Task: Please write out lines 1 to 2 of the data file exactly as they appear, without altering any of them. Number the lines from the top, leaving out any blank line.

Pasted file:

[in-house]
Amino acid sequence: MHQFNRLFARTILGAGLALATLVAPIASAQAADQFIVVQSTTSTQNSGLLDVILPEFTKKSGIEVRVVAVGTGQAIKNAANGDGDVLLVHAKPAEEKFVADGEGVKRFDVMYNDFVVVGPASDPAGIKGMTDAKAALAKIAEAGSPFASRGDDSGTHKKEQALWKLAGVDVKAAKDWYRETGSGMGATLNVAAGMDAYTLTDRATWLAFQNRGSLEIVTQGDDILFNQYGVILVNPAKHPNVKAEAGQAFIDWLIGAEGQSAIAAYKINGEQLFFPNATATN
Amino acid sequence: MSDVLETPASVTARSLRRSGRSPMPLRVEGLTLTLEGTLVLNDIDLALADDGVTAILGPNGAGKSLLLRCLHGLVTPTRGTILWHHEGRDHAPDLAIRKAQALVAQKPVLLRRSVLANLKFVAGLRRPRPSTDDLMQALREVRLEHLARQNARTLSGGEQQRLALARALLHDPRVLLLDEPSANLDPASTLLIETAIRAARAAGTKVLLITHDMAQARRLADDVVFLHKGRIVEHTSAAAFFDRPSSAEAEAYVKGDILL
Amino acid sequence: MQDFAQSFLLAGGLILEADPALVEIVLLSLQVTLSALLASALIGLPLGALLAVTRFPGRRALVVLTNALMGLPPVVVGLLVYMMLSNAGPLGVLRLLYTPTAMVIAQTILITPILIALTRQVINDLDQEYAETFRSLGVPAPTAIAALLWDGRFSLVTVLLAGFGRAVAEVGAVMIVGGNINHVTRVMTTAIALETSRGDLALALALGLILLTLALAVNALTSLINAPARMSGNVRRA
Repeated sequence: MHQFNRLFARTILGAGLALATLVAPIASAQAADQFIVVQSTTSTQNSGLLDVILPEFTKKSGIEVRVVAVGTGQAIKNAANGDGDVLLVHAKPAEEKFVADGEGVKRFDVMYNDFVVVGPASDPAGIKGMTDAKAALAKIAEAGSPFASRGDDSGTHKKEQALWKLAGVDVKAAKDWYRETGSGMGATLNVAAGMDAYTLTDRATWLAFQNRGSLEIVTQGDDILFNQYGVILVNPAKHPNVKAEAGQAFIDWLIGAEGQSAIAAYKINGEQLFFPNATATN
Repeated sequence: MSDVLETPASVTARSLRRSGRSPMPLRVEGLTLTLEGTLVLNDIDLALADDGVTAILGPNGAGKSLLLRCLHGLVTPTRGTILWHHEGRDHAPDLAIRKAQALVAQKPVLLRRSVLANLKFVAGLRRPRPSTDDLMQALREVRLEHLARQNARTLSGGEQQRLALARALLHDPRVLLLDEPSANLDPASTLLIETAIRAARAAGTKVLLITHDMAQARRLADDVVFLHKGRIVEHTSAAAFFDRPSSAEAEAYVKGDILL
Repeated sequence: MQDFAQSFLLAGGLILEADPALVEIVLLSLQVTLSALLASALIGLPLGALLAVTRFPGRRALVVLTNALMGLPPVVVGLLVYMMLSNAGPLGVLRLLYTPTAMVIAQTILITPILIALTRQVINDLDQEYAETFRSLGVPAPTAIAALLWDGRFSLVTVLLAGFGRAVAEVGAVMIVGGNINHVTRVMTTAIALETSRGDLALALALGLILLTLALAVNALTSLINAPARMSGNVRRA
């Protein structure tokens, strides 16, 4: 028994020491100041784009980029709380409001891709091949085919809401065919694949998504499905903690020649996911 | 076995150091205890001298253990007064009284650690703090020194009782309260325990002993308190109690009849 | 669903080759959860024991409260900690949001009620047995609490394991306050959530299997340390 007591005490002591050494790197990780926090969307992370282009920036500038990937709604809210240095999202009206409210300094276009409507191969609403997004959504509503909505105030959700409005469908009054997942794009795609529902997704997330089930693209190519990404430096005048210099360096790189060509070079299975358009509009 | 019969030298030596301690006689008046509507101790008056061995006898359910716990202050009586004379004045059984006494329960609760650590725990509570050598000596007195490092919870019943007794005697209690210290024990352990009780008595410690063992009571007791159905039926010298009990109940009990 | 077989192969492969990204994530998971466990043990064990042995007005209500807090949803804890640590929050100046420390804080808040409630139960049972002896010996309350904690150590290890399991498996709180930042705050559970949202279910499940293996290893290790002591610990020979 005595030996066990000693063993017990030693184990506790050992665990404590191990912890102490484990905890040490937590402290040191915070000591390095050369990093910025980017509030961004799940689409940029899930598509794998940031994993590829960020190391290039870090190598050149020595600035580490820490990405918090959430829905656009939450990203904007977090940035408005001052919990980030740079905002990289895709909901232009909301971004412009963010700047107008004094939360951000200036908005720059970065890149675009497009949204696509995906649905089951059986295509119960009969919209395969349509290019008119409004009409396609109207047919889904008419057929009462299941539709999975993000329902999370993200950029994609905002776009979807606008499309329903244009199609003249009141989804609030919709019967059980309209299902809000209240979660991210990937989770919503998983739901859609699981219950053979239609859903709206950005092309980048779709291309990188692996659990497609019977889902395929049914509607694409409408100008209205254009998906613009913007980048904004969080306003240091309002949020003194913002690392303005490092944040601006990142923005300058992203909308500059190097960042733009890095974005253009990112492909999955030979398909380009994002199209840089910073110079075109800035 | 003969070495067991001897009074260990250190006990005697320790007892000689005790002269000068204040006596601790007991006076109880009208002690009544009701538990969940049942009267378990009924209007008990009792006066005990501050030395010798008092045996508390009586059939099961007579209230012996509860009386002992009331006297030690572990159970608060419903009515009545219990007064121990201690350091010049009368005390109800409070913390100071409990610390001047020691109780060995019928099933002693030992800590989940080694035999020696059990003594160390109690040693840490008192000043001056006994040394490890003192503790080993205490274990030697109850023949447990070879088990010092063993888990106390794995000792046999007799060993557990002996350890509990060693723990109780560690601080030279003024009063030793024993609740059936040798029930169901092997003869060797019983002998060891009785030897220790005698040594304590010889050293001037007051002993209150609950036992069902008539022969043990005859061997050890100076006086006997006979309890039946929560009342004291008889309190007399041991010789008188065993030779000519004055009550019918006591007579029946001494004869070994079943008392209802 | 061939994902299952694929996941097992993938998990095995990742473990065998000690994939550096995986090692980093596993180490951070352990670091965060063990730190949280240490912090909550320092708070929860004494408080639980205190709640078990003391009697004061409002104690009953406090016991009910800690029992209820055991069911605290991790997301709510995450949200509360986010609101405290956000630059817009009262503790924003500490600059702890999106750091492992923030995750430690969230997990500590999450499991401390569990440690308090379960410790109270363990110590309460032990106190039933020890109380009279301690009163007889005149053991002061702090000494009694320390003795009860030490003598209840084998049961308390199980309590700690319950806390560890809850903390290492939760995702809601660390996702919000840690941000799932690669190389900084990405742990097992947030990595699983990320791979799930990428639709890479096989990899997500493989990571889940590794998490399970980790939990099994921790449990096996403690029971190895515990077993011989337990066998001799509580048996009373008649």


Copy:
[in-house]
Amino acid sequence: MHQFNRLFARTILGAGLALATLVAPIASAQAADQFIVVQSTTSTQNSGLLDVILPEFTKKSGIEVRVVAVGTGQAIKNAANGDGDVLLVHAKPAEEKFVADGEGVKRFDVMYNDFVVVGPASDPAGIKGMTDAKAALAKIAEAGSPFASRGDDSGTHKKEQALWKLAGVDVKAAKDWYRETGSGMGATLNVAAGMDAYTLTDRATWLAFQNRGSLEIVTQGDDILFNQYGVILVNPAKHPNVKAEAGQAFIDWLIGAEGQSAIAAYKINGEQLFFPNATATN